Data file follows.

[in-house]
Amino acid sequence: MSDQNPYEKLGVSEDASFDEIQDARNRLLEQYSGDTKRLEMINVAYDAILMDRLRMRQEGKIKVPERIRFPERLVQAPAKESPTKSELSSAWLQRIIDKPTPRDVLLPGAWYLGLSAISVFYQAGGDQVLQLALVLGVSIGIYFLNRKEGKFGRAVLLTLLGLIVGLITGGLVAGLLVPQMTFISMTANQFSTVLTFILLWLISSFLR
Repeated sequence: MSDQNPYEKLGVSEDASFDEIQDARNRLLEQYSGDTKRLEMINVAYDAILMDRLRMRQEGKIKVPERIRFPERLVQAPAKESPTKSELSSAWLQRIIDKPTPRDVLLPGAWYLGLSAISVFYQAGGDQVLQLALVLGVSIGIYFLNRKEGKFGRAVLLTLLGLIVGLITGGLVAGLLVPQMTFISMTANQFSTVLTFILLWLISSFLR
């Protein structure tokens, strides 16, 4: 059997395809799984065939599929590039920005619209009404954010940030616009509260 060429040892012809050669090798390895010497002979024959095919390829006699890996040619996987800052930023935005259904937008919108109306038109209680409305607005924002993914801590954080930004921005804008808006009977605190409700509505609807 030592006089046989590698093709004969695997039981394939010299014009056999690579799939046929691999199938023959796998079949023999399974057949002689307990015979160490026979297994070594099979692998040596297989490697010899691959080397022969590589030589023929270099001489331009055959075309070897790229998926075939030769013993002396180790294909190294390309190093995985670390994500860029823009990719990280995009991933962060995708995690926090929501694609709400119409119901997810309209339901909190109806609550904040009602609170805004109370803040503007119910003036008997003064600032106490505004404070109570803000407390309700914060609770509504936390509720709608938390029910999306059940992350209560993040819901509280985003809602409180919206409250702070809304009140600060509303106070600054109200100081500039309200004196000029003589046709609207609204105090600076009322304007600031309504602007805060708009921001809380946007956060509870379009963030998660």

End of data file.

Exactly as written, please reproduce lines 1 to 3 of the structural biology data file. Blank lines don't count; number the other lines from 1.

[in-house]
Amino acid sequence: MSDQNPYEKLGVSEDASFDEIQDARNRLLEQYSGDTKRLEMINVAYDAILMDRLRMRQEGKIKVPERIRFPERLVQAPAKESPTKSELSSAWLQRIIDKPTPRDVLLPGAWYLGLSAISVFYQAGGDQVLQLALVLGVSIGIYFLNRKEGKFGRAVLLTLLGLIVGLITGGLVAGLLVPQMTFISMTANQFSTVLTFILLWLISSFLR
Repeated sequence: MSDQNPYEKLGVSEDASFDEIQDARNRLLEQYSGDTKRLEMINVAYDAILMDRLRMRQEGKIKVPERIRFPERLVQAPAKESPTKSELSSAWLQRIIDKPTPRDVLLPGAWYLGLSAISVFYQAGGDQVLQLALVLGVSIGIYFLNRKEGKFGRAVLLTLLGLIVGLITGGLVAGLLVPQMTFISMTANQFSTVLTFILLWLISSFLR